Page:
[Show abstract][Hide abstract] ABSTRACT: The presence of melanin pigment within the iris is responsible for the visual impression of human eye colouration with complex patterns also evident in this tissue, including Fuchs' crypts, nevi, Wolfflin nodules and contraction furrows. The genetic basis underlying the determination and inheritance of these traits has been the subject of debate and research from the very beginning of quantitative trait studies in humans. Although segregation of blue-brown eye colour has been described using a simple Mendelian dominant-recessive gene model this is too simplistic, and a new molecular genetic perspective is needed to fully understand the biological complexities of this process as a polygenic trait. Nevertheless, it has been estimated that 74% of the variance in human eye colour can be explained by one interval on chromosome 15 that contains the OCA2 gene. Fine mapping of this region has identified a single base change rs12913832 T/C within intron 86 of the upstream HERC2 locus that explains almost all of this association with blue-brown eye colour. A model is presented whereby this SNP, serving as a target site for the SWI/SNF family member HLTF, acts as part of a highly evolutionary conserved regulatory element required for OCA2 gene activation through chromatin remodelling. Major candidate genes possibly effecting iris patterns are also discussed, including MITF and PAX6.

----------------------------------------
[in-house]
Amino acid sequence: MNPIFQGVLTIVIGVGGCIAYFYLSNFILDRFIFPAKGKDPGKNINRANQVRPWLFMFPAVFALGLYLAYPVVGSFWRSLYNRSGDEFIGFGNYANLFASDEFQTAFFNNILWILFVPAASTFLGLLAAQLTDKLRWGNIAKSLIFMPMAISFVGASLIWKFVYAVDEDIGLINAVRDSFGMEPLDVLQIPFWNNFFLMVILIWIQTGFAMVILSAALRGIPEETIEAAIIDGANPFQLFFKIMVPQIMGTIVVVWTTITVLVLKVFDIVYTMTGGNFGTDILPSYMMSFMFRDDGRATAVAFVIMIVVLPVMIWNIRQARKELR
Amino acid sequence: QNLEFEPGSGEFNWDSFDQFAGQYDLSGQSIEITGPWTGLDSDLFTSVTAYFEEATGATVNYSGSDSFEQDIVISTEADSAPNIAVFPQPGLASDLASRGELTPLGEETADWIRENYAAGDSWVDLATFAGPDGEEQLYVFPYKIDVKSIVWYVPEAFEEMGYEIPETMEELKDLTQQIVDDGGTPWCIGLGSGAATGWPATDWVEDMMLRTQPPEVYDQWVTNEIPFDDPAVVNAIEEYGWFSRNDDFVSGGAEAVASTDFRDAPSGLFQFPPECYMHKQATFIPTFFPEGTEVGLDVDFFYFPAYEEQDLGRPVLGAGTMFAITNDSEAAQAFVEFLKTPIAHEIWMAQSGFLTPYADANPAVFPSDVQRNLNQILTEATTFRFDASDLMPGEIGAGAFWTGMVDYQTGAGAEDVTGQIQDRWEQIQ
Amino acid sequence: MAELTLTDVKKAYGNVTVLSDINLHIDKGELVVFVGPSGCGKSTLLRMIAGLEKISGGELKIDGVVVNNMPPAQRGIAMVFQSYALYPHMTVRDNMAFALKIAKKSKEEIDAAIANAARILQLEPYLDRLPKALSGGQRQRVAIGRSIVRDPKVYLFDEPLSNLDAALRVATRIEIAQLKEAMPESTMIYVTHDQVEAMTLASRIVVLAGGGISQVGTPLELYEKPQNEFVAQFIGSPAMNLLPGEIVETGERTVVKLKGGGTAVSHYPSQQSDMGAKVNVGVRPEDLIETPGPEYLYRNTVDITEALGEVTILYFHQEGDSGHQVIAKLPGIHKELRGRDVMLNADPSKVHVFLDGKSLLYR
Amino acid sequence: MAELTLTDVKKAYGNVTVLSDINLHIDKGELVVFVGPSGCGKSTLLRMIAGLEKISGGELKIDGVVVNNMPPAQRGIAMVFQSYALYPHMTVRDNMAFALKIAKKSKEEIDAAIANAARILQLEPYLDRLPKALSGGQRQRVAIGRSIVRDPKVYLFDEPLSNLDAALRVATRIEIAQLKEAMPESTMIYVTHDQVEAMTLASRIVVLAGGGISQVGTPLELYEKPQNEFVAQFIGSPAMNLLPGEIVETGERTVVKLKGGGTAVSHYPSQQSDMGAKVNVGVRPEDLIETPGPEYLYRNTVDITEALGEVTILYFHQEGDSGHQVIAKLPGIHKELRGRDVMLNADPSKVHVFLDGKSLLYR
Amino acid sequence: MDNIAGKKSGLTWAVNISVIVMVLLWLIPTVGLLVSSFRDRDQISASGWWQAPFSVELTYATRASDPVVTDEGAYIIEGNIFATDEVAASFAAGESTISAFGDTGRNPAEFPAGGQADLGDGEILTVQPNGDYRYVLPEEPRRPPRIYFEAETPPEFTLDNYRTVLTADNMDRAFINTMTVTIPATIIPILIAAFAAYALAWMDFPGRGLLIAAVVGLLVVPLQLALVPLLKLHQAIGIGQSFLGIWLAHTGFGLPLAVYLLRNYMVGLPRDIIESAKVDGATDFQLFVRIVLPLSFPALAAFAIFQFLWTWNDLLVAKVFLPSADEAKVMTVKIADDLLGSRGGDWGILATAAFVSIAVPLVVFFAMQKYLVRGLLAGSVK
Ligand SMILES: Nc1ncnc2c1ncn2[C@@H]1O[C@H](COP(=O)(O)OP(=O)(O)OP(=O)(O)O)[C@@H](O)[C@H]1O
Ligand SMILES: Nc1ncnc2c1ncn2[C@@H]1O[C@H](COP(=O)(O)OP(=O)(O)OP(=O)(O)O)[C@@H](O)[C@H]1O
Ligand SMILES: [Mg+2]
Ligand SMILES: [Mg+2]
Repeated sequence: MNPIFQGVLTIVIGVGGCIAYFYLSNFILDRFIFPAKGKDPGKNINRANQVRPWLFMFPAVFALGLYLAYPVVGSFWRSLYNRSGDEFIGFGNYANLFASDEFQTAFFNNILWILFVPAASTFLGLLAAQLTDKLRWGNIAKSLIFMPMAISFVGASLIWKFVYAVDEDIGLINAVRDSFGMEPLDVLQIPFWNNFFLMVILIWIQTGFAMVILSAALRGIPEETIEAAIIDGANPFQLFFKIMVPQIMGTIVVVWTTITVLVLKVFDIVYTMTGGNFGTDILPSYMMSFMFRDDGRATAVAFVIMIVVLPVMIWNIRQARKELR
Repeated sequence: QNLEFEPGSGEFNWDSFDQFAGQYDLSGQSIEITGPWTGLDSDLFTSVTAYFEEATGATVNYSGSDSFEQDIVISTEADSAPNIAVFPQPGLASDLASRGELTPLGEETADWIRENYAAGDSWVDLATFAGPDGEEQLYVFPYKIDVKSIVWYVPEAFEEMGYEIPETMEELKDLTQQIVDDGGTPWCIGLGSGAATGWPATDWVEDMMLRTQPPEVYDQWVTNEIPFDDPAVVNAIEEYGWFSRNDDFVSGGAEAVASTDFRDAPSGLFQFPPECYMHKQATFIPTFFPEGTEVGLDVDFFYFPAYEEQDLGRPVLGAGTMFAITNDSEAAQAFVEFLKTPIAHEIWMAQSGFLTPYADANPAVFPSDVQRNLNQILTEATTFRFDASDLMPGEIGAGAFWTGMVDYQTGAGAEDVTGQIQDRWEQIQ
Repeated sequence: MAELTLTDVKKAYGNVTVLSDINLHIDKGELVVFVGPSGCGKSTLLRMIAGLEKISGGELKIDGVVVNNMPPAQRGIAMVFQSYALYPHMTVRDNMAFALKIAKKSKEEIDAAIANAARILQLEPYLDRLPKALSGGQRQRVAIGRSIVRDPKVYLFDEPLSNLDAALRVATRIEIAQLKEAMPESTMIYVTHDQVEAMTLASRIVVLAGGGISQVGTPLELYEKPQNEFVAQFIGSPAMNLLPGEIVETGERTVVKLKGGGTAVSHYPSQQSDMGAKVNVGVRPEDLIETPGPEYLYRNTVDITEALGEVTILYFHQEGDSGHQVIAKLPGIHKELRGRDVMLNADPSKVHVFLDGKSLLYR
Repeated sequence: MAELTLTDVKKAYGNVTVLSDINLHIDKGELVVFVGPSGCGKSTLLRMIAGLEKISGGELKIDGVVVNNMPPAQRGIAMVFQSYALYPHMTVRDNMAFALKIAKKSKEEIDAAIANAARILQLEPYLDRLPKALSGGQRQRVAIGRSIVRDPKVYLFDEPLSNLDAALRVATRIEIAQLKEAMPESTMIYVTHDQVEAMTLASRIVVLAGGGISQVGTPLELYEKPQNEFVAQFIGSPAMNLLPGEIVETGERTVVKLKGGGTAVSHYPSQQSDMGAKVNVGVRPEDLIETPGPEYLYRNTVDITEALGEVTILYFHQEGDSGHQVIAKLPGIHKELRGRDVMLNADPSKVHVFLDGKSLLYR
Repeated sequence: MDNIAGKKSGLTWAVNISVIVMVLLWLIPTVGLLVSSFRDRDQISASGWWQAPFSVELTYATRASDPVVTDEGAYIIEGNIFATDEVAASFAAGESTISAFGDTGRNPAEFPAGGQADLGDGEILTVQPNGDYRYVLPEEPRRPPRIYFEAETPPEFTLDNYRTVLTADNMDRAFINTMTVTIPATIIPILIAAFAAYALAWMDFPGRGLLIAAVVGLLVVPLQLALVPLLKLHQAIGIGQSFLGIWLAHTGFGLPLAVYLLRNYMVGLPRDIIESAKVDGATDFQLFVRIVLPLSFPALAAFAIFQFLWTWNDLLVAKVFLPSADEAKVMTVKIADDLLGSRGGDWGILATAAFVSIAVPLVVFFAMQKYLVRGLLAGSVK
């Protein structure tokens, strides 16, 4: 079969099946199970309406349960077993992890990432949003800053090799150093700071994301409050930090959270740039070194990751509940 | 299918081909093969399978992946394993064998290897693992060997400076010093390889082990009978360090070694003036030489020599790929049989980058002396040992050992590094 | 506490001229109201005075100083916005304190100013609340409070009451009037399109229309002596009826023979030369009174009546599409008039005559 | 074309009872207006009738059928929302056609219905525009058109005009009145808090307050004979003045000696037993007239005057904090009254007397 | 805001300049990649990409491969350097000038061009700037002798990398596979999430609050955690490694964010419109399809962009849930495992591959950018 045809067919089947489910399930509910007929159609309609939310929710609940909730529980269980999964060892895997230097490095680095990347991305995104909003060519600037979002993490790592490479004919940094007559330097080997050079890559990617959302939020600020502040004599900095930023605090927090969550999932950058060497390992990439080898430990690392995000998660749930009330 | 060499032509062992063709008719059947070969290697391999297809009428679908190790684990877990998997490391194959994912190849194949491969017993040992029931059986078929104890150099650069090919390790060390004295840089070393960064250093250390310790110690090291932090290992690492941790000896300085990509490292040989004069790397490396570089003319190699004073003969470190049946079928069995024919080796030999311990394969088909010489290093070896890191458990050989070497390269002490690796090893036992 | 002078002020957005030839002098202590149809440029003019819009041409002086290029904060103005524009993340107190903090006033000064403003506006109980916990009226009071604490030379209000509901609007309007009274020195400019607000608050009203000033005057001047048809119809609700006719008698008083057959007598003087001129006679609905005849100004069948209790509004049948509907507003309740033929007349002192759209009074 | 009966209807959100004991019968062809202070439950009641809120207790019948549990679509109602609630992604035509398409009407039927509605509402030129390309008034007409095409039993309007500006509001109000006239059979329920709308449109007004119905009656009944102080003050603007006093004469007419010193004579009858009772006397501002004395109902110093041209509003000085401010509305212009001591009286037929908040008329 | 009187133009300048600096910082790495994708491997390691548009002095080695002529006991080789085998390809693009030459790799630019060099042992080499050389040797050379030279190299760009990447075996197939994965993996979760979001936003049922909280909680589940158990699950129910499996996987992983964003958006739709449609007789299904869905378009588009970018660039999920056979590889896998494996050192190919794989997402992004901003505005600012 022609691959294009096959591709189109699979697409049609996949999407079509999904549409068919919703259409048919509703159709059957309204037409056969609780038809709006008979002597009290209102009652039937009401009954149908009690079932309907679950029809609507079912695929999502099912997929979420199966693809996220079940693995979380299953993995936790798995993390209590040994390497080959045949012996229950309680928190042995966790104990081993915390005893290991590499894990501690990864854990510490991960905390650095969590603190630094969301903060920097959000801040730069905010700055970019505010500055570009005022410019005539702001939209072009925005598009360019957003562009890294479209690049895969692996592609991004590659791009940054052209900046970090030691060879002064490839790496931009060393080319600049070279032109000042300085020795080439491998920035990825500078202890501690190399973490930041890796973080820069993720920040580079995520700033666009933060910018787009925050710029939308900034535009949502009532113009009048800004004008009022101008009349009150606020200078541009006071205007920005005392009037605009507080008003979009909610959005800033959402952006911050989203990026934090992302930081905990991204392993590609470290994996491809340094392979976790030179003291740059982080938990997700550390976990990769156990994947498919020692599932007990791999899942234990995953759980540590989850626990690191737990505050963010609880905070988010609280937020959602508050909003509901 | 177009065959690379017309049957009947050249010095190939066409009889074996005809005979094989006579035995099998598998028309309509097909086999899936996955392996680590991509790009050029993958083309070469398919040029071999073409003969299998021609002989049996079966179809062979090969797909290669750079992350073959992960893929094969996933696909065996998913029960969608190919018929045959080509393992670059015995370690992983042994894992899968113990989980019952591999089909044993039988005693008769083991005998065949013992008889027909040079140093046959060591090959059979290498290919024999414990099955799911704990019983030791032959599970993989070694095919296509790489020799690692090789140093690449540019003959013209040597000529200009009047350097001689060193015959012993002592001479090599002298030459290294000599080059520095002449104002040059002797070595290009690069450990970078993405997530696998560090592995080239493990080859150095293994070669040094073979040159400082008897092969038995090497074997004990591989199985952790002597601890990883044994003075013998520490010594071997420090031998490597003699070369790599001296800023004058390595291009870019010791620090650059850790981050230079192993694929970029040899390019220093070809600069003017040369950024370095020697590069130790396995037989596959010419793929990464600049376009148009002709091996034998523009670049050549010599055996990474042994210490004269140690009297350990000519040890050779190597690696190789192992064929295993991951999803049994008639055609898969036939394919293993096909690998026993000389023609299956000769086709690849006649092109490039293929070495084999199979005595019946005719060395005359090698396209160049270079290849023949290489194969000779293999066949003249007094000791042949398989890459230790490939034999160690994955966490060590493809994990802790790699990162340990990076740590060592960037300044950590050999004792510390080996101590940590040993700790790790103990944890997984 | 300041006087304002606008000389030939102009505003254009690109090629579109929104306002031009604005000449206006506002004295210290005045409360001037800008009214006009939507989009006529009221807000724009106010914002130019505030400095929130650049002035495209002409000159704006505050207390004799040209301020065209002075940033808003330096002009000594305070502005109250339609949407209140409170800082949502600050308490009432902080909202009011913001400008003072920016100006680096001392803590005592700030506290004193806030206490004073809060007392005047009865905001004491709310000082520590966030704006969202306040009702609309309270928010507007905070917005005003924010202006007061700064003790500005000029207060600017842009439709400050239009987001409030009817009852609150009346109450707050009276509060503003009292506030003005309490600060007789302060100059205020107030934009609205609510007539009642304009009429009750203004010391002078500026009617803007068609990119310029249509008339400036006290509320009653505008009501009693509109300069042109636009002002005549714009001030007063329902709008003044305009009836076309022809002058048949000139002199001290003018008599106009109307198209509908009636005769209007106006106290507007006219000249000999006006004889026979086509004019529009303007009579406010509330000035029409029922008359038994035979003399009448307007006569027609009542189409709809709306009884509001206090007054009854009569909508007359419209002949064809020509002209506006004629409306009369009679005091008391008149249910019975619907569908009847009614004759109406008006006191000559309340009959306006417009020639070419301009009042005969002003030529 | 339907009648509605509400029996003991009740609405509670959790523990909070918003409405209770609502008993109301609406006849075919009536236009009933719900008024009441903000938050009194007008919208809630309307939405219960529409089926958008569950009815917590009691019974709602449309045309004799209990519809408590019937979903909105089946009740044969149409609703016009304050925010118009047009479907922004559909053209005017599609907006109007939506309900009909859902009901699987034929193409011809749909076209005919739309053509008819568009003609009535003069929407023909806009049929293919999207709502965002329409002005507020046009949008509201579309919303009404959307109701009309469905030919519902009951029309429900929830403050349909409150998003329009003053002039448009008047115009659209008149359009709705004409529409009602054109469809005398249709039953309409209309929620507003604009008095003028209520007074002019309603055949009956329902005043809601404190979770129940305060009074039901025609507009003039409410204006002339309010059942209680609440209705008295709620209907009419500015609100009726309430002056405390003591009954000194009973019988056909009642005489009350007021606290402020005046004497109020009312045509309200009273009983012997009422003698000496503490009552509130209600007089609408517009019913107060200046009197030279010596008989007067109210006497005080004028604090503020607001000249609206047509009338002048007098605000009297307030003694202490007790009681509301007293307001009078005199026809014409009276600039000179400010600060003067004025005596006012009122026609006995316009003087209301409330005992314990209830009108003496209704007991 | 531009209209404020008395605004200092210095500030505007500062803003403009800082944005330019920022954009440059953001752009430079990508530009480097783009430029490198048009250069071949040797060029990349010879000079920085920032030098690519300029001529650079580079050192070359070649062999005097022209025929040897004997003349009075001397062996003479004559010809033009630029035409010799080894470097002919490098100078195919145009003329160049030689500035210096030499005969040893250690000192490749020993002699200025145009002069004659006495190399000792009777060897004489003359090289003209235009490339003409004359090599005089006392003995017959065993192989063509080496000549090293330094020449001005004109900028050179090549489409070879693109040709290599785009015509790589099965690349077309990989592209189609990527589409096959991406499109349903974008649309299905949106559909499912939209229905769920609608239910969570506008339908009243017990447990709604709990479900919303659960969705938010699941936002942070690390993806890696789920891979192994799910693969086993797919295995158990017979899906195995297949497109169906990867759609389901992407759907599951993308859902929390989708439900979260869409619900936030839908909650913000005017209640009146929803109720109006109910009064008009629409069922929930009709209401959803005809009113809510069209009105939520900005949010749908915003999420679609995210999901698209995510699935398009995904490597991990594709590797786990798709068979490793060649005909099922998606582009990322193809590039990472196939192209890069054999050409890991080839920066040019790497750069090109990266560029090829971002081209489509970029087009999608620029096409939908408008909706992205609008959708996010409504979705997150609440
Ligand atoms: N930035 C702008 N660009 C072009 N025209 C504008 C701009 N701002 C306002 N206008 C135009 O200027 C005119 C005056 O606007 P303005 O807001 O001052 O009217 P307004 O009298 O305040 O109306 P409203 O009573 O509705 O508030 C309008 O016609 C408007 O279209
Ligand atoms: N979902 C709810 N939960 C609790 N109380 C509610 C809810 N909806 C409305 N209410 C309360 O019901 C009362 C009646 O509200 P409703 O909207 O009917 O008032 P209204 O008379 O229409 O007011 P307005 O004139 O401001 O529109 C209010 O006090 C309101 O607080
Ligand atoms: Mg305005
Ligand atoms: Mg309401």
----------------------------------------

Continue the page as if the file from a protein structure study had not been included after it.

"The precise mechanism underlying the organ specificity of aminoglycoside-induced toxicity has not been fully estab- lished. The melanin pigment is a high molecular mass polymer that occurs widely in living organisms and particularly in the skin, hair, eye, ear and brain (Ings 1984; Zucca et al. 2004; Wielgus and Sarna 2005, Liu et al. 2005). It is known that various drugs and other chemicals are bound (Ibrahim and Aubry 1995; Lowrey et al. 1997; Mårs and Larsson 1999) and retained for long periods in pigmented tissues due to melanin affinity. "
[Show abstract][Hide abstract] ABSTRACT: The aim of this study was to examine in vitro the interaction between aminoglycoside antibiotics displaying adverse ototoxic effects and melanin which is a constituent of the inner ear. The binding of neomycin, tobramycin and amikacin to model synthetic melanin was studied. It has been demonstrated that all the investigated aminoglycosides form stable complexes with melanin biopolymer. The obtained results show that the amount of drug bound to melanin increases with the increase of initial drug concentration and the incubation time. An analysis of drugs binding to melanin by the use of Scatchard plots has shown that at least two classes of independent binding sites must be implicated in the studied aminoglycoside antibiotic-melanin complexes formation: strong binding sites (n1) with the association constant K1 approximately 0.2-2.0 x 10(5) M(-1) and weak binding sites (n2) with K2 approximately 1.0-4.9 x 10(3) M(-1). Based on the values of association constants the following order of drugs affinity to DOPA-melanin was found: tobramycin > amikacin > neomycin. The ability of the analyzed aminoglycoside antibiotics to form complexes with melanin in vitro may be one of the reasons for their ototoxicity in vivo, as a result of their accumulation in melanin in the inner ear.